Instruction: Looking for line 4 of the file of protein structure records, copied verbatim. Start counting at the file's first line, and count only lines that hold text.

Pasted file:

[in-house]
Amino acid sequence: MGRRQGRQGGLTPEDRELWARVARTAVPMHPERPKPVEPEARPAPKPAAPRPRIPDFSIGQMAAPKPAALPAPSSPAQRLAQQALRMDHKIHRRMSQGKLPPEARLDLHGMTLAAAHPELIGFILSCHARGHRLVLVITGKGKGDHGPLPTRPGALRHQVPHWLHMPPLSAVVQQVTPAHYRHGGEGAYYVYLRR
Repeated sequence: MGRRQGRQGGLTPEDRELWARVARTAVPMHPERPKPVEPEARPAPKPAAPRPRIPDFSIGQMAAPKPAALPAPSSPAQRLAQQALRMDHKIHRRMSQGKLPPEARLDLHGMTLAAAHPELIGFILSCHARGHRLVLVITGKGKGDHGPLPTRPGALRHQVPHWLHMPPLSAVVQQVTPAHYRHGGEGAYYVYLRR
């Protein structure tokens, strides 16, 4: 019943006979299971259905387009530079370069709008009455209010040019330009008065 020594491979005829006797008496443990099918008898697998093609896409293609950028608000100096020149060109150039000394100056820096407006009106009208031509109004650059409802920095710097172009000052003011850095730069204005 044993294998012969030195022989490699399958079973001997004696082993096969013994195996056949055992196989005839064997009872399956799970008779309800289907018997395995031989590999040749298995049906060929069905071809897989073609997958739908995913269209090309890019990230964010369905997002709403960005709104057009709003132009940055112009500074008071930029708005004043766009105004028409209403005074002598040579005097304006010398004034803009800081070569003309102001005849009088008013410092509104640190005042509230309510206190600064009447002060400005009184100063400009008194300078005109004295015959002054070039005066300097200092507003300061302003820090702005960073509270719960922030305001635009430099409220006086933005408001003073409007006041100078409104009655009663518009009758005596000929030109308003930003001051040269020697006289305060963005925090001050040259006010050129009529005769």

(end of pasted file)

């Protein structure tokens, strides 16, 4: 019943006979299971259905387009530079370069709008009455209010040019330009008065 020594491979005829006797008496443990099918008898697998093609896409293609950028608000100096020149060109150039000394100056820096407006009106009208031509109004650059409802920095710097172009000052003011850095730069204005 044993294998012969030195022989490699399958079973001997004696082993096969013994195996056949055992196989005839064997009872399956799970008779309800289907018997395995031989590999040749298995049906060929069905071809897989073609997958739908995913269209090309890019990230964010369905997002709403960005709104057009709003132009940055112009500074008071930029708005004043766009105004028409209403005074002598040579005097304006010398004034803009800081070569003309102001005849009088008013410092509104640190005042509230309510206190600064009447002060400005009184100063400009008194300078005109004295015959002054070039005066300097200092507003300061302003820090702005960073509270719960922030305001635009430099409220006086933005408001003073409007006041100078409104009655009663518009009758005596000929030109308003930003001051040269020697006289305060963005925090001050040259006010050129009529005769």